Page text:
Thursday the Pope received the bishops who are presidents of the Latin American Episcopal Commissions for the Family, who are participating in a meeting in the Vatican to prepare the 2nd World Meeting with Families, which is scheduled to be held in Rio de Janeiro, Brazil, on Oct. 4-5, 1997.

The meeting is sponsored by the Pontifical Council for the Family. The Holy Father pointed out that “in our time, it is essential to deepen the personal commitment with which each person must contribute to enriching this primary and vital cell of society. We must not forget, in the general plans for ecclesial activity, that the family is the first and principal path of the Church.”

John Paul II praised “the initiatives which tend toward making all petitions with legislative or governmental responsibilities … respect, aid and promote the family as a necessary and fundamental good for all of society. The future of humanity and of Latin America certainly passes through the family.”

“In recent years,” he continued, “we have witnessed with vivid concern the emergence of a systematic challenge against the family, which casts doubt on its perennial values…. With the pretext of taking care of and protecting the family and all families, people forget that there is a model wanted and blessed by God. The specific character of men and women's conjugal surrender is denied, undervaluing this indissoluble commitment. Likewise, there is an attempt, at times, to introduce other forms of couples'unions, contrary to God's initial project for the human race.”

“In effect, marriage or conjugal commitment between a man and a woman, in mutual surrender and in the transmission of life, are primary values of society, which civil legislation cannot ignore or fight against. For this reason, the Church and its Pastors must not remain indifferent in the face of certain attempts at substantial changes that affect family structure.”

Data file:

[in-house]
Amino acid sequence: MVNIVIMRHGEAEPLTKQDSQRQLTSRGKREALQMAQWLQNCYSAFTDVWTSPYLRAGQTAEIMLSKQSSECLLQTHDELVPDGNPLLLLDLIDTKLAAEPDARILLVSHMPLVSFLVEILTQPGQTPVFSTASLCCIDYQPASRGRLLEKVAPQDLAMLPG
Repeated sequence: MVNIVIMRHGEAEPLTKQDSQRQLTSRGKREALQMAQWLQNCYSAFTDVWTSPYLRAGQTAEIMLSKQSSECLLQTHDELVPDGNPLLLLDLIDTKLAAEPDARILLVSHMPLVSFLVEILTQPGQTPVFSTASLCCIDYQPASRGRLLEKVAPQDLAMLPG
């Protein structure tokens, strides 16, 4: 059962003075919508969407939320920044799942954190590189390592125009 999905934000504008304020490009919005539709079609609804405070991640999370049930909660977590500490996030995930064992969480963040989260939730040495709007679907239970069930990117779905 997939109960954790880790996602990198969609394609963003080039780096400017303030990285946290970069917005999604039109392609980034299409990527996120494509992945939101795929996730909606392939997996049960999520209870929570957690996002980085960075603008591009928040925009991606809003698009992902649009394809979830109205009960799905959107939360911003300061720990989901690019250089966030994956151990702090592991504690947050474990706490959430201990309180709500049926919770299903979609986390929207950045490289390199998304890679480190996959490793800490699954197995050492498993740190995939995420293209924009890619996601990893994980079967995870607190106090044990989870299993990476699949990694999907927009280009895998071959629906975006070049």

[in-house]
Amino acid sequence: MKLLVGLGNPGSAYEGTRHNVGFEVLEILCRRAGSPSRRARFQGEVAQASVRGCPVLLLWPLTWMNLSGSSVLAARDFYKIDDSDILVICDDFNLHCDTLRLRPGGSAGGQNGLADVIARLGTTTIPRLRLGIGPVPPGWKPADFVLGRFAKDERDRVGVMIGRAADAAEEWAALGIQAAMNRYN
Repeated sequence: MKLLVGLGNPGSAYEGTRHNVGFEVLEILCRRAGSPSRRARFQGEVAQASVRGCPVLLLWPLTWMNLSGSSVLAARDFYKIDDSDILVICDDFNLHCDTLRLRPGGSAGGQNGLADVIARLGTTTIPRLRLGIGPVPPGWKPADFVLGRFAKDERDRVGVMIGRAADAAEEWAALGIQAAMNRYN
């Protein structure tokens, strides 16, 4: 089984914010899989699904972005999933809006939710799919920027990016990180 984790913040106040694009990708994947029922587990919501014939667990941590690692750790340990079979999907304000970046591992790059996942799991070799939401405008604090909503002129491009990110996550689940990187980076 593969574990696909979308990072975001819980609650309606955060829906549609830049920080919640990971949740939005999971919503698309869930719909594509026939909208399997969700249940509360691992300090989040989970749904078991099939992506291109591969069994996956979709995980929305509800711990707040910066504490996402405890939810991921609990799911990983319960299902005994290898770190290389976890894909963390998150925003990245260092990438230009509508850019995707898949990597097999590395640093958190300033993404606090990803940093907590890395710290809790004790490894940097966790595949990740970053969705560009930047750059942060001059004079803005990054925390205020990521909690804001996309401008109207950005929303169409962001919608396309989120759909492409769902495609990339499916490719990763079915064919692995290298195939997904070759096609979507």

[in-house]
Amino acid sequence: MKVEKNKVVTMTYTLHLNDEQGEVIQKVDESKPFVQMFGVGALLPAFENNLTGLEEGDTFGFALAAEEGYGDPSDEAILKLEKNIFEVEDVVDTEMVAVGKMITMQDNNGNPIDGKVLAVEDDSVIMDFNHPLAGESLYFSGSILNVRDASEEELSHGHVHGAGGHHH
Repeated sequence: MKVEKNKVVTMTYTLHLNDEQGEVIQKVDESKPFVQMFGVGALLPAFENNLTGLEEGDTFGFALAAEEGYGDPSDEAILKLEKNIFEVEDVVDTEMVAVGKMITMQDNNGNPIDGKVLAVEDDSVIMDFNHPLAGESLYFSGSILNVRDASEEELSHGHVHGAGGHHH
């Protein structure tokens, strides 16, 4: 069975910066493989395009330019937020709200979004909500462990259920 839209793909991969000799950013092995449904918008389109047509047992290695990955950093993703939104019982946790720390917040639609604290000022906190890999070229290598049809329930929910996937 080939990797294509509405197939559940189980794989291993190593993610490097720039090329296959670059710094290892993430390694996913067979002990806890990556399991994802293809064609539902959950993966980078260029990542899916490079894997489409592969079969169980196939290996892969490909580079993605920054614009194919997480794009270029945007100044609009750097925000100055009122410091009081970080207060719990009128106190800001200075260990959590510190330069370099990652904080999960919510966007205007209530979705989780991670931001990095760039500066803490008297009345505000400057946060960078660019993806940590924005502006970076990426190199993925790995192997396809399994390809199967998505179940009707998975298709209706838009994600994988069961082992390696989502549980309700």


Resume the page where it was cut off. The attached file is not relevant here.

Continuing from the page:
His Holiness John Paul II, Bishop of Rome and Pope of the Catholic Church, and His Holiness Karekin I, Supreme Patriarch and Catholicos of all Armenians, signed a Common declaration in the Vatican following their meeting Friday morning. Following are excerpts from the original English-language text:

“Pope John Paul II and Catholicos Karekin I recognize the deep spiritual communion which already unites them and the bishops, clergy and lay faithful of their Churches … [that] finds its roots in the common faith in the Holy and life-giving Trinity proclaimed by the Apostles and transmitted down the centuries…. They rejoice in the fact that recent developments of ecumenical relations and theological discussions carried out in the spirit of Christian love and fellowship have dispelled many misunderstandings inherited from the controversies and dissensions of the past.”

“They particularly welcome the great advance that their Churches have registered in their common search for unity in Christ, the Word of God made flesh. Perfect God as to His divinity, perfect man as to His humanity, His divinity is united to His humanity in the Person of the Only-begotten Son of God, in a union which is real, perfect, without confusion, without alteration, without division, without any form of separation.

“The reality of this common faith in Jesus Christ and in the same succession of apostolic ministry has at times been obscured or ignored. Linguistic, cultural and political factors have immensely contributed towards the theological divergences that have found expression in their terminology of formulating their doctrines. His Holiness John Paul II and His Holiness Karekin I have expressed their determined conviction that because of the fundamental common faith in God and in Jesus Christ, the controversies and unhappy divisions which sometimes have followed upon the divergent ways in expressing it, as a result of the present declaration, should not continue to influence the life and witness of the Church today.”

“The communion already existing between the two Churches and the hope for and commitment to recovery of full communion between them should become factors of motivation for further contact….”